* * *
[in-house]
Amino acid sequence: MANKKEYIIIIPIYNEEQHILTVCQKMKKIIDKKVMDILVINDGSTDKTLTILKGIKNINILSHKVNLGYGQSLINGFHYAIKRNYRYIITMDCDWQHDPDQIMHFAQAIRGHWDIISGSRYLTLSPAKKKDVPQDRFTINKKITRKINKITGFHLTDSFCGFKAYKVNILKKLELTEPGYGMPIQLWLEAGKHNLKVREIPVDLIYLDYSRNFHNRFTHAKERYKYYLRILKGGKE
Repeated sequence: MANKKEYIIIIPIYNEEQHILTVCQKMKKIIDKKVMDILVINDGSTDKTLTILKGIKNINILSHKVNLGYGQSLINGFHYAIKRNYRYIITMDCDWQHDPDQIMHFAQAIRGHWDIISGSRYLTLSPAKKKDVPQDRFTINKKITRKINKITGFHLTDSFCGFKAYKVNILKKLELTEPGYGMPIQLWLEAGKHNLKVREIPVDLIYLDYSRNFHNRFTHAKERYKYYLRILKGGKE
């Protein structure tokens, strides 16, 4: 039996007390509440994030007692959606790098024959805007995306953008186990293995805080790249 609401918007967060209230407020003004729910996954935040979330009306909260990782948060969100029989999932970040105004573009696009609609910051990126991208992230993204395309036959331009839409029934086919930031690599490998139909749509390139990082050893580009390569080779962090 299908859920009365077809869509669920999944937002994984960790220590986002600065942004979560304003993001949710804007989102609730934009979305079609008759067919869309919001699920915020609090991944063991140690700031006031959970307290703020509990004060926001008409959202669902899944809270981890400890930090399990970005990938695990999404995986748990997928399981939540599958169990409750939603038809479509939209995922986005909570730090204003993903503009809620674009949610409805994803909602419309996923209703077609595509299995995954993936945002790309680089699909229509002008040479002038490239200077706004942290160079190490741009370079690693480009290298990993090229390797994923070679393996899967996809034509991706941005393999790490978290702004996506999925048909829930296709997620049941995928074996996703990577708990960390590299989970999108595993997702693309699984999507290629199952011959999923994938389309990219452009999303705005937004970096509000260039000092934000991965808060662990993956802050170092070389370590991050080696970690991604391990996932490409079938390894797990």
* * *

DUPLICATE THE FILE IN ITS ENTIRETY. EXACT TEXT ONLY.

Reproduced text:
[in-house]
Amino acid sequence: MANKKEYIIIIPIYNEEQHILTVCQKMKKIIDKKVMDILVINDGSTDKTLTILKGIKNINILSHKVNLGYGQSLINGFHYAIKRNYRYIITMDCDWQHDPDQIMHFAQAIRGHWDIISGSRYLTLSPAKKKDVPQDRFTINKKITRKINKITGFHLTDSFCGFKAYKVNILKKLELTEPGYGMPIQLWLEAGKHNLKVREIPVDLIYLDYSRNFHNRFTHAKERYKYYLRILKGGKE
Repeated sequence: MANKKEYIIIIPIYNEEQHILTVCQKMKKIIDKKVMDILVINDGSTDKTLTILKGIKNINILSHKVNLGYGQSLINGFHYAIKRNYRYIITMDCDWQHDPDQIMHFAQAIRGHWDIISGSRYLTLSPAKKKDVPQDRFTINKKITRKINKITGFHLTDSFCGFKAYKVNILKKLELTEPGYGMPIQLWLEAGKHNLKVREIPVDLIYLDYSRNFHNRFTHAKERYKYYLRILKGGKE
């Protein structure tokens, strides 16, 4: 039996007390509440994030007692959606790098024959805007995306953008186990293995805080790249 609401918007967060209230407020003004729910996954935040979330009306909260990782948060969100029989999932970040105004573009696009609609910051990126991208992230993204395309036959331009839409029934086919930031690599490998139909749509390139990082050893580009390569080779962090 299908859920009365077809869509669920999944937002994984960790220590986002600065942004979560304003993001949710804007989102609730934009979305079609008759067919869309919001699920915020609090991944063991140690700031006031959970307290703020509990004060926001008409959202669902899944809270981890400890930090399990970005990938695990999404995986748990997928399981939540599958169990409750939603038809479509939209995922986005909570730090204003993903503009809620674009949610409805994803909602419309996923209703077609595509299995995954993936945002790309680089699909229509002008040479002038490239200077706004942290160079190490741009370079690693480009290298990993090229390797994923070679393996899967996809034509991706941005393999790490978290702004996506999925048909829930296709997620049941995928074996996703990577708990960390590299989970999108595993997702693309699984999507290629199952011959999923994938389309990219452009999303705005937004970096509000260039000092934000991965808060662990993956802050170092070389370590991050080696970690991604391990996932490409079938390894797990």